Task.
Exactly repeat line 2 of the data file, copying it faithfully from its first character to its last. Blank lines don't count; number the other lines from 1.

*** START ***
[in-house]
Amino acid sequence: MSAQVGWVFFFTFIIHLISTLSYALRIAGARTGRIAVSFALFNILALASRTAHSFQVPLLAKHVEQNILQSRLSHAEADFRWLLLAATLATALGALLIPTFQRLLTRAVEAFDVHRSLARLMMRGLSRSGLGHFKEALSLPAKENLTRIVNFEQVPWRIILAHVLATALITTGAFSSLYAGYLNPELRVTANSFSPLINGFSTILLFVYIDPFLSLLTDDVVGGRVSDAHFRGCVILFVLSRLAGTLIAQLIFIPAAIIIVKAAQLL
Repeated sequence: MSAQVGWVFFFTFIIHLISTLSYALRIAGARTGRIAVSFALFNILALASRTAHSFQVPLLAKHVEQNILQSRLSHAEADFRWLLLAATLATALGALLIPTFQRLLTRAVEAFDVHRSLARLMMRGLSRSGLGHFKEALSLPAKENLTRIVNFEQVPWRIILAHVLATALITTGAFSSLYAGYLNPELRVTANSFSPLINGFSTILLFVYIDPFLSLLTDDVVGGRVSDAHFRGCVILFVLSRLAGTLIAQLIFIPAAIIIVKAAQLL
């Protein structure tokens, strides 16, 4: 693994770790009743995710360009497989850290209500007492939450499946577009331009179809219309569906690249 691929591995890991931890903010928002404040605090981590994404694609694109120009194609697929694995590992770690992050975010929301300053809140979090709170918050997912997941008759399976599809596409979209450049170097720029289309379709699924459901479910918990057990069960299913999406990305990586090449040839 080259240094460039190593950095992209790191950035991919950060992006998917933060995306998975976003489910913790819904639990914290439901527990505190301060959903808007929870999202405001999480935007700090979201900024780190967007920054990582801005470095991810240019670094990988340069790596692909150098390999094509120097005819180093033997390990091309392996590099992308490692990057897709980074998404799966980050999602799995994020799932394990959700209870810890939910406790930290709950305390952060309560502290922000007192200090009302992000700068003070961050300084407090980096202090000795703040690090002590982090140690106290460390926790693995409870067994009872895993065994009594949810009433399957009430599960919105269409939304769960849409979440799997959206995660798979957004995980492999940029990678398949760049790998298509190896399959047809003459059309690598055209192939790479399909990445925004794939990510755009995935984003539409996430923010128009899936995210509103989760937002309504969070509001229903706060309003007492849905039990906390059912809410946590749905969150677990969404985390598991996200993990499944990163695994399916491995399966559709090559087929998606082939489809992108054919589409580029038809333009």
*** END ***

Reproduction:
Amino acid sequence: MSAQVGWVFFFTFIIHLISTLSYALRIAGARTGRIAVSFALFNILALASRTAHSFQVPLLAKHVEQNILQSRLSHAEADFRWLLLAATLATALGALLIPTFQRLLTRAVEAFDVHRSLARLMMRGLSRSGLGHFKEALSLPAKENLTRIVNFEQVPWRIILAHVLATALITTGAFSSLYAGYLNPELRVTANSFSPLINGFSTILLFVYIDPFLSLLTDDVVGGRVSDAHFRGCVILFVLSRLAGTLIAQLIFIPAAIIIVKAAQLL